Patients with neurodegenerative disease frequently experience hallucinations and illusionary perceptions. As early symptoms, hallucinations may even have diagnostic relevance (i.e., for the diagnosis of Lewy Body Dementia). In the later course of the disease, hallucinations may appear as characteristic symptoms and often constitute a particular challenge for therapeutic endeavors. Here, the distinction of disease-inherent hallucinations from medication-associated perceptual disturbances is particularly relevant.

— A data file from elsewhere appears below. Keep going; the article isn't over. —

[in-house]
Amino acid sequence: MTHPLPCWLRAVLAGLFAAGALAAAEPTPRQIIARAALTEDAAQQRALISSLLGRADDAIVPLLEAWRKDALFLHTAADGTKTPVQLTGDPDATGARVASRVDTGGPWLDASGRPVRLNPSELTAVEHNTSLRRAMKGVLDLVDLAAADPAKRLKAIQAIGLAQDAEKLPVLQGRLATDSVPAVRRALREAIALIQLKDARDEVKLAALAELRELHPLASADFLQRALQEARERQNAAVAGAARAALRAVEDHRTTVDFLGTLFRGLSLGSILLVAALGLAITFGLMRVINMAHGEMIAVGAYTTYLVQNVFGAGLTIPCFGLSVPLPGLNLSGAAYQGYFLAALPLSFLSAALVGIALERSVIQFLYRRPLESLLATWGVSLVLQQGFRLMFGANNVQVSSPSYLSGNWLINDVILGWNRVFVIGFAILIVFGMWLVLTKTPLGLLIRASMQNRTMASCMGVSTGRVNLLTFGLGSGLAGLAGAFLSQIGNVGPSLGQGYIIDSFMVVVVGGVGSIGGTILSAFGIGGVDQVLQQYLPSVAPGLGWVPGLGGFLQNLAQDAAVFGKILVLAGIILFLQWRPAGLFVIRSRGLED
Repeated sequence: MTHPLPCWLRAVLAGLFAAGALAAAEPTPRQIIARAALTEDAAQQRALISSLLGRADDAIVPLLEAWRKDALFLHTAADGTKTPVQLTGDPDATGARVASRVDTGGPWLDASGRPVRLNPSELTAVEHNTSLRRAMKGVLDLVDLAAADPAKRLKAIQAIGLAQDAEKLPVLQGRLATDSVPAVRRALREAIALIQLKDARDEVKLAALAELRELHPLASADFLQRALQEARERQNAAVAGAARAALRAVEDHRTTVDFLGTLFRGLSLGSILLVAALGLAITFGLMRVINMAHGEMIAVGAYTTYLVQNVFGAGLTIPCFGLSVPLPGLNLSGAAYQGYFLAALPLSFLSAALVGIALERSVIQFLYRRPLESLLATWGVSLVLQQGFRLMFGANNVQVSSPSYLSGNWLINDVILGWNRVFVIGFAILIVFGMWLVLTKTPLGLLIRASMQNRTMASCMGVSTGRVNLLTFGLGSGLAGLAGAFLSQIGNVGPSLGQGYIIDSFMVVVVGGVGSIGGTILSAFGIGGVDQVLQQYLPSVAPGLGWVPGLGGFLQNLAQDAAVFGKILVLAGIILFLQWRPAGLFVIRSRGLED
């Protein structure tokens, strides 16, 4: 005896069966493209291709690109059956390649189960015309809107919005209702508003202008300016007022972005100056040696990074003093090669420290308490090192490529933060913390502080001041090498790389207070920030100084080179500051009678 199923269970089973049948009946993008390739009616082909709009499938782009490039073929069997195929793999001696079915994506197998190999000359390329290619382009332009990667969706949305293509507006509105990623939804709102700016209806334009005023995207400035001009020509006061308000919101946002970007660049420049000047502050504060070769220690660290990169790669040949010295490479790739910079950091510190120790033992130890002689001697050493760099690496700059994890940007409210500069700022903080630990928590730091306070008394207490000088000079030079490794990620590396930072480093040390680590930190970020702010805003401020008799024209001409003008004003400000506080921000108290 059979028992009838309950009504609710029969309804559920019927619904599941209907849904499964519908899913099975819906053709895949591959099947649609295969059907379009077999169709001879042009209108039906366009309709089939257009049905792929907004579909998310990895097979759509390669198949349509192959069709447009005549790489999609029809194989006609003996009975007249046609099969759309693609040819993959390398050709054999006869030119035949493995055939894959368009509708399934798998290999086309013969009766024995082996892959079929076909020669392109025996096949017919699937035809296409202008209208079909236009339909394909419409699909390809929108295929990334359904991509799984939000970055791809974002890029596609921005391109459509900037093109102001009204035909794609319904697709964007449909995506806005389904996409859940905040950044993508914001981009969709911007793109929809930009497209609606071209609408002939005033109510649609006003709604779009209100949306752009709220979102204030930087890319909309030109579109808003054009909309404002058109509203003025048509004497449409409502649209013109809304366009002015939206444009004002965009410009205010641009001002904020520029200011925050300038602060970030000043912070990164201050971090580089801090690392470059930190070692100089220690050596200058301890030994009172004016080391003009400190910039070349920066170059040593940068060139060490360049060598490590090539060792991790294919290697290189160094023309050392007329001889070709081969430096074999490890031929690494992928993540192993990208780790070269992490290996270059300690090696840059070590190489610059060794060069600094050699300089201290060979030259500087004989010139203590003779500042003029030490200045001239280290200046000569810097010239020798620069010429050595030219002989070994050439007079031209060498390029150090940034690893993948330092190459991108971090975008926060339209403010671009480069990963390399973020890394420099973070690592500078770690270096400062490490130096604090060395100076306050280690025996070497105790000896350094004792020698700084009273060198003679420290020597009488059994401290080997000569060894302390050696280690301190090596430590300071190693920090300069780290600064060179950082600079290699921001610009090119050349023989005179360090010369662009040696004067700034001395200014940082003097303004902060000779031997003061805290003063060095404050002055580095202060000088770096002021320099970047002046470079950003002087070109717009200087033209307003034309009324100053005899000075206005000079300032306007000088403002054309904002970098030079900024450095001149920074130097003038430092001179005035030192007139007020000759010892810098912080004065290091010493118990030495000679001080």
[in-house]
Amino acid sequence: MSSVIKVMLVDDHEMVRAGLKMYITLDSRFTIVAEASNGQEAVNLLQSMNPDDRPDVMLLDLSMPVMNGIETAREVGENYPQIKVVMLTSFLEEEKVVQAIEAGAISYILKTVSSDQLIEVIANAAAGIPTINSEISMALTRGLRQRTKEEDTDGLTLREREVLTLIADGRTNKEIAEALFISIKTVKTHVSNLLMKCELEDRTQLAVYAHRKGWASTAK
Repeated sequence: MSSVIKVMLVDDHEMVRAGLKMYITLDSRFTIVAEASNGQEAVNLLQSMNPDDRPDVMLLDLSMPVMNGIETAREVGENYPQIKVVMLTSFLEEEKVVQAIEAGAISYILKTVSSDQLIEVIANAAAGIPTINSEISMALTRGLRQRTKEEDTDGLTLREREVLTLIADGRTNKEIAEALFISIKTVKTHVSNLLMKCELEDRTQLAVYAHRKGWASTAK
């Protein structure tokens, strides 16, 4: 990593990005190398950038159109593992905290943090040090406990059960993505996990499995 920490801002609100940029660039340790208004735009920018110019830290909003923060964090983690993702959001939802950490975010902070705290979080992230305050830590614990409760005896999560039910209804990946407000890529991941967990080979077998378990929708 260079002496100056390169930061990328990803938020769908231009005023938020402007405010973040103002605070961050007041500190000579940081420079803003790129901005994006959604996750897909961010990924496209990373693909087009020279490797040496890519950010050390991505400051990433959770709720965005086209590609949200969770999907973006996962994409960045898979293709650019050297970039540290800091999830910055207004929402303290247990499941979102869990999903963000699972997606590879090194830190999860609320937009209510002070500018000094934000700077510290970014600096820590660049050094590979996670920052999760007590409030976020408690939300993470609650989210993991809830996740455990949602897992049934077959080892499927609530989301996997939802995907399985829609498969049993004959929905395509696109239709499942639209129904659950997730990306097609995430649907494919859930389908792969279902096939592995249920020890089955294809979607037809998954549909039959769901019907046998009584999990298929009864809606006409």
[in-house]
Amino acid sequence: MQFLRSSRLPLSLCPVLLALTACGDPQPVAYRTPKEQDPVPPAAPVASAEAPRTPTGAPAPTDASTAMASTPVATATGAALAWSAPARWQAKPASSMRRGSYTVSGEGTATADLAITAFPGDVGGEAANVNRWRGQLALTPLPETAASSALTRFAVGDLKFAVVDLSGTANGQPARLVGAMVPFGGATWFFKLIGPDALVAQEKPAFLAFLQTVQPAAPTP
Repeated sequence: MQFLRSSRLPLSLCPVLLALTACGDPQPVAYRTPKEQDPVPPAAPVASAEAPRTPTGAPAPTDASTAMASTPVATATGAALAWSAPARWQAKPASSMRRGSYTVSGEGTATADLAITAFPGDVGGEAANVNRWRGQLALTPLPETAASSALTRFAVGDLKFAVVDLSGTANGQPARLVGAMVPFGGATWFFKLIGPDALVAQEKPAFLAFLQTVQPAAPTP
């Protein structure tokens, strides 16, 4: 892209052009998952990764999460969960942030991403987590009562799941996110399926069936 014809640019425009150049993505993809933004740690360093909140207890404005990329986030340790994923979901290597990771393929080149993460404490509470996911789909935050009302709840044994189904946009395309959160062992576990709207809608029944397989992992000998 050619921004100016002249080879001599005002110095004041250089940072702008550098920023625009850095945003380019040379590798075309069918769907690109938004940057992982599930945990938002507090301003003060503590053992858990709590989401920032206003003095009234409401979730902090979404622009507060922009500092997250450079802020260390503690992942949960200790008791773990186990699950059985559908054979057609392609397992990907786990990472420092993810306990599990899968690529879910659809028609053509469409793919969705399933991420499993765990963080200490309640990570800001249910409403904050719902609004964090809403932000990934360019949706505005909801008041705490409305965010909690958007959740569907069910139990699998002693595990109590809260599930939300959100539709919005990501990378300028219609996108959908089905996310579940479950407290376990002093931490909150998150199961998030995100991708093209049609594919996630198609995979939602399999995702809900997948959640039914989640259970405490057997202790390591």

Synucleinopathies and tauopathies have different risk profiles for hallucinations. In synucleinopathies hallucinations are much more frequent and phenomenology is characterized by visual, short-lived hallucinations, with insight preserved for a long time. A “double hit” theory proposes that dysfunctionality of both associative visual areas and changes of limbic areas or the ventral striatum are required. In contrast, in tauopathies the hallucinations are more rare and mostly embedded in confusional states with agitation and with poorly defined or rapidly changing paranoia. The occurrence of hallucinations has even been proposed as an exclusion criterion for tauopathies with Parkinsonian features such as progressive supranuclear palsy. To date, treatment remains largely empirical, except the use of clozapine and cholinesterase inhibitors in synucleinopathies, which is evidence-based. The risk of increased neuroleptic sensitivity further restricts the treatment options in patients with Lewy Body Dementia. Coping Strategies and improvement of visual acuity and sleep quality may be useful therapeutic complements.